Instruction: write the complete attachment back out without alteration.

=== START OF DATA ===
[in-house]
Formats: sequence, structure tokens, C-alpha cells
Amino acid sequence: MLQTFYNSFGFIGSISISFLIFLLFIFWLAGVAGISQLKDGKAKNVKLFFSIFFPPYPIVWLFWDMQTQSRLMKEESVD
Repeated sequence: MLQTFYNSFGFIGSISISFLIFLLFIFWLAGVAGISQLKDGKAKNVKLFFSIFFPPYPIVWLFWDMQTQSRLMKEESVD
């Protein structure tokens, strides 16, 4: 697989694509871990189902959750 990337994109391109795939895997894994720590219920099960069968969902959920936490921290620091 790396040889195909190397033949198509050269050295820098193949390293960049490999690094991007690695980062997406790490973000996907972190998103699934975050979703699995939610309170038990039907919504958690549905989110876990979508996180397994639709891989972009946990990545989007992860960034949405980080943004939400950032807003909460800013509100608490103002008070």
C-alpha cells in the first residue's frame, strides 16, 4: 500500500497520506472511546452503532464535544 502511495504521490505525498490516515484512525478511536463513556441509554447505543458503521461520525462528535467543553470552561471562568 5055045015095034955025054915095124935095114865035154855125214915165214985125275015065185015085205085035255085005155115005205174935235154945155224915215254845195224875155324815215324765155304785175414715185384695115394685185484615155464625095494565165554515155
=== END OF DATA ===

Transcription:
[in-house]
Formats: sequence, structure tokens, C-alpha cells
Amino acid sequence: MLQTFYNSFGFIGSISISFLIFLLFIFWLAGVAGISQLKDGKAKNVKLFFSIFFPPYPIVWLFWDMQTQSRLMKEESVD
Repeated sequence: MLQTFYNSFGFIGSISISFLIFLLFIFWLAGVAGISQLKDGKAKNVKLFFSIFFPPYPIVWLFWDMQTQSRLMKEESVD
């Protein structure tokens, strides 16, 4: 697989694509871990189902959750 990337994109391109795939895997894994720590219920099960069968969902959920936490921290620091 790396040889195909190397033949198509050269050295820098193949390293960049490999690094991007690695980062997406790490973000996907972190998103699934975050979703699995939610309170038990039907919504958690549905989110876990979508996180397994639709891989972009946990990545989007992860960034949405980080943004939400950032807003909460800013509100608490103002008070």
C-alpha cells in the first residue's frame, strides 16, 4: 500500500497520506472511546452503532464535544 502511495504521490505525498490516515484512525478511536463513556441509554447505543458503521461520525462528535467543553470552561471562568 5055045015095034955025054915095124935095114865035154855125214915165214985125275015065185015085205085035255085005155115005205174935235154945155224915215254845195224875155324815215324765155304785175414715185384695115394685185484615155464625095494565165554515155